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LINGUIST List 19.3193

Tue Oct 21 2008

Diss: Pragmatics/Psycholing/Semantics: Sassoon: 'Vagueness, ...'

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        1.    Galit Sassoon, Vagueness, Gradability and Typicality: A comprehensive semantic analysis


Message 1: Vagueness, Gradability and Typicality: A comprehensive semantic analysis
Date: 20-Oct-2008
From: Galit Sassoon <adar69012.net.il>
Subject: Vagueness, Gradability and Typicality: A comprehensive semantic analysis
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Institution: Tel-Aviv University
Program: Department of Linguistics
Dissertation Status: Completed
Degree Date: 2007

Author: Galit W. Sassoon

Dissertation Title: Vagueness, Gradability and Typicality: A comprehensive semantic analysis

Dissertation URL: http://weidmans.info/Sassoon-Galit/Download/PhD/

Linguistic Field(s): Pragmatics
                            Psycholinguistics
                            Semantics

Dissertation Director:
Nirit Kadmon

Dissertation Abstract:

The analyses of predicates (and in particular nouns) in semantics and
psychology focus on separated sets of facts. This fact reduces the adequacy
of the theories in both disciplines.

On the one hand, semantic theories usually associate adjectives, but not
nouns, with a gradable structure (mapping of entities to degrees along
ordering dimensions). However, the last forty years of research in
cognitive psychology have established beyond doubt that the concepts that
nouns denote do possess a gradable structure. The relevance of these facts
to semantics is demonstrated by some novel linguistic data. For example, I
show that nouns occur more freely than adjectives in one type of comparison
statements, whose semantic interpretation is standardly assumed to be
mediated by degrees. This fact supports the view that the semantic analysis
of nouns ought to involve mapping to degrees.

On the other hand, Kamp and Partee (1995) have analyzed nouns as gradable,
but empirical and theoretical considerations suggest that their theory is
inadequate. Furthermore, psychological theories, which treat nouns as
gradable and multi-dimensional, fail to explain important semantic
contrasts: First, gradable adjectives, but not nouns, are compatible with a
variety of expressions whose meanings relate to degrees. Second, in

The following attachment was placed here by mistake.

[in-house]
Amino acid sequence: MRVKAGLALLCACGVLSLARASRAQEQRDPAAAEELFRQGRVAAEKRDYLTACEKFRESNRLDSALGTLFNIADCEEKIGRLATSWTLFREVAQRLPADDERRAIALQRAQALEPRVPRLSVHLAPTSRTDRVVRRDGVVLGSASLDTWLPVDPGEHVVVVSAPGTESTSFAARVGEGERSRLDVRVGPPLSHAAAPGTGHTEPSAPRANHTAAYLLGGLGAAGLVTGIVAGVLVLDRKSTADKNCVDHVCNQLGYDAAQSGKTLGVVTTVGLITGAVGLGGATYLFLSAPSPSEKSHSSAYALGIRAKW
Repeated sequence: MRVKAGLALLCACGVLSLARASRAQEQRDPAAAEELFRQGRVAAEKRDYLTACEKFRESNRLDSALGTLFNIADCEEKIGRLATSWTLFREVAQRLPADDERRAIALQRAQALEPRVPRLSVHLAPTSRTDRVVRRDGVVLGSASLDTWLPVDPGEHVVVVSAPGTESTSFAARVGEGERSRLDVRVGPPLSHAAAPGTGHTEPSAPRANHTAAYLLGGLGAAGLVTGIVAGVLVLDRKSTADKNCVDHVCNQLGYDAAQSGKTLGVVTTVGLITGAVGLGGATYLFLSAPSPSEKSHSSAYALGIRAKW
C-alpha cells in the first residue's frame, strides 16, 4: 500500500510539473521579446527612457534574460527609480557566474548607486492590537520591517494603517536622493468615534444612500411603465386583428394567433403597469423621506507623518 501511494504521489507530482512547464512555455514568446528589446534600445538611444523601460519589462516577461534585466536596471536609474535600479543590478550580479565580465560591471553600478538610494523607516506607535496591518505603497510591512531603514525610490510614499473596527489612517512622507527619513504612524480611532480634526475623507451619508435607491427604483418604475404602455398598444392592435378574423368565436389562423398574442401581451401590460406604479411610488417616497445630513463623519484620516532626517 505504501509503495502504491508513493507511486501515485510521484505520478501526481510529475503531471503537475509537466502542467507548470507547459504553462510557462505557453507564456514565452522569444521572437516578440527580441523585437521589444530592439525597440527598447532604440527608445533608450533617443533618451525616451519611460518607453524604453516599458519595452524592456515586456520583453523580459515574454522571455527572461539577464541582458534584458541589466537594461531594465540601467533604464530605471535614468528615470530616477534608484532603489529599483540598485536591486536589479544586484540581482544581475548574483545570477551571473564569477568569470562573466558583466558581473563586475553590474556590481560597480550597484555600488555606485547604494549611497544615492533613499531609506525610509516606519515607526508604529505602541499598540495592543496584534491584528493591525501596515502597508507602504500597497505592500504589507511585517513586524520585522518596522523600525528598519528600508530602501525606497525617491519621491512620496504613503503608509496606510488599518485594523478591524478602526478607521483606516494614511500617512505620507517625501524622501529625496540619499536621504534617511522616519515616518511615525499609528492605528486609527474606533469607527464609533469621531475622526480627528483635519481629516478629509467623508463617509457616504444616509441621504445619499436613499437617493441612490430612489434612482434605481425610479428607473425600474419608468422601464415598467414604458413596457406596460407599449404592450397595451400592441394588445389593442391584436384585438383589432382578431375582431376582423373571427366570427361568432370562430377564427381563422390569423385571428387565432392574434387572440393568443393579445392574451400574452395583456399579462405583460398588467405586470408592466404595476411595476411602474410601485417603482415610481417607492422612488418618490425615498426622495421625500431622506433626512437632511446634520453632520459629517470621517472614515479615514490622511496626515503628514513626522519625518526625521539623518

multi-dimensional adjectives, but not in nouns, the ordering dimensions can
be accessed and quantified over. By looking at the entire set of facts, a
line of explanation suggests itself, hinging upon distinctions in the type
of graded structure of nominal and adjectival concepts. I define the notion
of a dimension-set in a precise and formal way, and I provide an improved
account for the linguistic contrasts between nouns and adjectives. Finally,
cognitive psychologists view many of their finding as refuting logical
rules which form the basis of semantic theories. By showing that these
findings are compatible with, and to some extent motivated by, semantic and
pragmatic rules, I pave the way to bridging the gap between semantics and
psychology. I propose that mechanisms that are advanced by psychological
theories can and should be embedded within a semantic model that represents
knowledge and its gradual growth ('a learning model'), to allow for a
more adequate representation of psychological and semantic facts.

Finally, prominent semantic gradability theories are concerned with
accounting for polarity effects (differences between positive and negative
predicates like tall and short), and with providing a recursive semantic
derivation for comparison statements (like Dan is taller than every boy
is). I propose a detailed formal theory concerning the degree functions
that positive and negative predicates denote and concerning the derivation
of semantic interpretation for comparison statements. I show that my theory
is superior to previous theories in terms of the set of facts it adequately
predicts.



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